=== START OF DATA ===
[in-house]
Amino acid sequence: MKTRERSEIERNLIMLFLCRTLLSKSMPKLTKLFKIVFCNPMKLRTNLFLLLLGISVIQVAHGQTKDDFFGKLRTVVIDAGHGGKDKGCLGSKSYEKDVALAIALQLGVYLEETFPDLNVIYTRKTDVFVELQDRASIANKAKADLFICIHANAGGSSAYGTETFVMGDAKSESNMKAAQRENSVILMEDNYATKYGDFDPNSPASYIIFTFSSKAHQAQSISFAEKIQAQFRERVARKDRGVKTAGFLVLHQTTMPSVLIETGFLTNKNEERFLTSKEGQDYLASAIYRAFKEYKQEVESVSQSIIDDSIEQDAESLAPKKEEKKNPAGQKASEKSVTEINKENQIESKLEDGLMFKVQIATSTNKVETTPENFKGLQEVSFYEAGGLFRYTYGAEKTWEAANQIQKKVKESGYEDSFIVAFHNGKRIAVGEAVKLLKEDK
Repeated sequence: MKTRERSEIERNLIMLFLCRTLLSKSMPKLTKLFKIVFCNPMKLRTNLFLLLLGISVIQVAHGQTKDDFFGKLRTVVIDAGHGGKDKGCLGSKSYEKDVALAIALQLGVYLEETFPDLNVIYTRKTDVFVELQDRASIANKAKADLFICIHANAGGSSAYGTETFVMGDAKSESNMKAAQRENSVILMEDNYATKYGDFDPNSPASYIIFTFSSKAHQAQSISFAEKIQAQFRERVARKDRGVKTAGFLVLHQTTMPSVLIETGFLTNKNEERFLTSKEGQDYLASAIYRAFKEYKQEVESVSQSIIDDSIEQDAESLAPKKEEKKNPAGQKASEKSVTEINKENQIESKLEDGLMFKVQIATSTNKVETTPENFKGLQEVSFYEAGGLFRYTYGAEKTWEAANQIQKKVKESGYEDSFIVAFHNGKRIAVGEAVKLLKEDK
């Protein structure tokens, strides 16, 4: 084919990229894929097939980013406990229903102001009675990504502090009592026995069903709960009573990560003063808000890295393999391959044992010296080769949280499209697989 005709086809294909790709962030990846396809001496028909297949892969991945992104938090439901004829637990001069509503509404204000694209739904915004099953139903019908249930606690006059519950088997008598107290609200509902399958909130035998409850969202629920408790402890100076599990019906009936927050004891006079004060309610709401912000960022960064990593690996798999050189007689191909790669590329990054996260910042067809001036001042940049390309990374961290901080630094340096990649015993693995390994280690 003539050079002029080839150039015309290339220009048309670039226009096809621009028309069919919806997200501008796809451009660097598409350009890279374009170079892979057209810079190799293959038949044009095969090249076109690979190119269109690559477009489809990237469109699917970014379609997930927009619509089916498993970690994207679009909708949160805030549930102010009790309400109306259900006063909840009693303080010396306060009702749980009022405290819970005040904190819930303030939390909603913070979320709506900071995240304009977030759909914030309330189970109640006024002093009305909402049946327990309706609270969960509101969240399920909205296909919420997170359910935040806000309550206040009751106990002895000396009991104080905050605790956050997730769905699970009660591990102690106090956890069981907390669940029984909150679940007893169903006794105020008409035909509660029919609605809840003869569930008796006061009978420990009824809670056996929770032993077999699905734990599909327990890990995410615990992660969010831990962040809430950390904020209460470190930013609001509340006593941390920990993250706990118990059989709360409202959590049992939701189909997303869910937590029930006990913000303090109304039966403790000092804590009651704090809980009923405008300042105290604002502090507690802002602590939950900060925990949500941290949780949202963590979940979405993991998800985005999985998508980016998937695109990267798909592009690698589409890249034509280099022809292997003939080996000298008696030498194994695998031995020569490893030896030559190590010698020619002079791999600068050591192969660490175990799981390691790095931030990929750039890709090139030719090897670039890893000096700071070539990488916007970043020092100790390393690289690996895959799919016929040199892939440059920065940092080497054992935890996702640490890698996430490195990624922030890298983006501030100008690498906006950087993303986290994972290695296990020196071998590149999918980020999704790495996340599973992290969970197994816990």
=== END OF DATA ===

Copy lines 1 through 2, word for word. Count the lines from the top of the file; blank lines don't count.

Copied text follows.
[in-house]
Amino acid sequence: MKTRERSEIERNLIMLFLCRTLLSKSMPKLTKLFKIVFCNPMKLRTNLFLLLLGISVIQVAHGQTKDDFFGKLRTVVIDAGHGGKDKGCLGSKSYEKDVALAIALQLGVYLEETFPDLNVIYTRKTDVFVELQDRASIANKAKADLFICIHANAGGSSAYGTETFVMGDAKSESNMKAAQRENSVILMEDNYATKYGDFDPNSPASYIIFTFSSKAHQAQSISFAEKIQAQFRERVARKDRGVKTAGFLVLHQTTMPSVLIETGFLTNKNEERFLTSKEGQDYLASAIYRAFKEYKQEVESVSQSIIDDSIEQDAESLAPKKEEKKNPAGQKASEKSVTEINKENQIESKLEDGLMFKVQIATSTNKVETTPENFKGLQEVSFYEAGGLFRYTYGAEKTWEAANQIQKKVKESGYEDSFIVAFHNGKRIAVGEAVKLLKEDK